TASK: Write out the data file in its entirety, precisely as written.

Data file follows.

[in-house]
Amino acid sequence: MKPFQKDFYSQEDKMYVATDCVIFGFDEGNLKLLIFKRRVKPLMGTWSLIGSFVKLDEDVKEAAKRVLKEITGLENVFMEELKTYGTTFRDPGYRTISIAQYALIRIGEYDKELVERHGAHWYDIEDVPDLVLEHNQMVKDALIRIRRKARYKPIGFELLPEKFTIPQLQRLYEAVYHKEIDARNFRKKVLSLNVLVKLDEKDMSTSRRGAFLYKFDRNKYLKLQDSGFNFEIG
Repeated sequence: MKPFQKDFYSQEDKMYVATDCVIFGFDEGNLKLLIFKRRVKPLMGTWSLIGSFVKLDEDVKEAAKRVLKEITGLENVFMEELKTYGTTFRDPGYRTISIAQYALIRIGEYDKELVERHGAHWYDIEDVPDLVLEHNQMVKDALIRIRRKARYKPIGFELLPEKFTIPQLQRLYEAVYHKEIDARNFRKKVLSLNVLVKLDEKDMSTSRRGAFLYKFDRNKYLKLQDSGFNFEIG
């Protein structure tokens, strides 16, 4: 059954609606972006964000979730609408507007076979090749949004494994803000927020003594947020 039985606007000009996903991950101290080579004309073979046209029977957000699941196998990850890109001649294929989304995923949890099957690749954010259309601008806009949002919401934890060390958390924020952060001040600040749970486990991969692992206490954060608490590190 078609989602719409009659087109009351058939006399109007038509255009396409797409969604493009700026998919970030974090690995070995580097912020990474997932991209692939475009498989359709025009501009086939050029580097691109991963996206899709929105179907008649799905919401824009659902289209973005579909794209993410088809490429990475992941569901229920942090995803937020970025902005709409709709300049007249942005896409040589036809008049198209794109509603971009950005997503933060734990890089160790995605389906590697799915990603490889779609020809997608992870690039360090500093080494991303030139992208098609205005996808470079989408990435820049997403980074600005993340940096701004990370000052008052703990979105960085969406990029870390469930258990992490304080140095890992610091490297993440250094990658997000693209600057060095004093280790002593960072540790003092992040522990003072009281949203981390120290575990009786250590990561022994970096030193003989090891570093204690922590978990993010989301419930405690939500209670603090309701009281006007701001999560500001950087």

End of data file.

[in-house]
Amino acid sequence: MKPFQKDFYSQEDKMYVATDCVIFGFDEGNLKLLIFKRRVKPLMGTWSLIGSFVKLDEDVKEAAKRVLKEITGLENVFMEELKTYGTTFRDPGYRTISIAQYALIRIGEYDKELVERHGAHWYDIEDVPDLVLEHNQMVKDALIRIRRKARYKPIGFELLPEKFTIPQLQRLYEAVYHKEIDARNFRKKVLSLNVLVKLDEKDMSTSRRGAFLYKFDRNKYLKLQDSGFNFEIG
Repeated sequence: MKPFQKDFYSQEDKMYVATDCVIFGFDEGNLKLLIFKRRVKPLMGTWSLIGSFVKLDEDVKEAAKRVLKEITGLENVFMEELKTYGTTFRDPGYRTISIAQYALIRIGEYDKELVERHGAHWYDIEDVPDLVLEHNQMVKDALIRIRRKARYKPIGFELLPEKFTIPQLQRLYEAVYHKEIDARNFRKKVLSLNVLVKLDEKDMSTSRRGAFLYKFDRNKYLKLQDSGFNFEIG
């Protein structure tokens, strides 16, 4: 059954609606972006964000979730609408507007076979090749949004494994803000927020003594947020 039985606007000009996903991950101290080579004309073979046209029977957000699941196998990850890109001649294929989304995923949890099957690749954010259309601008806009949002919401934890060390958390924020952060001040600040749970486990991969692992206490954060608490590190 078609989602719409009659087109009351058939006399109007038509255009396409797409969604493009700026998919970030974090690995070995580097912020990474997932991209692939475009498989359709025009501009086939050029580097691109991963996206899709929105179907008649799905919401824009659902289209973005579909794209993410088809490429990475992941569901229920942090995803937020970025902005709409709709300049007249942005896409040589036809008049198209794109509603971009950005997503933060734990890089160790995605389906590697799915990603490889779609020809997608992870690039360090500093080494991303030139992208098609205005996808470079989408990435820049997403980074600005993340940096701004990370000052008052703990979105960085969406990029870390469930258990992490304080140095890992610091490297993440250094990658997000693209600057060095004093280790002593960072540790003092992040522990003072009281949203981390120290575990009786250590990561022994970096030193003989090891570093204690922590978990993010989301419930405690939500209670603090309701009281006007701001999560500001950087």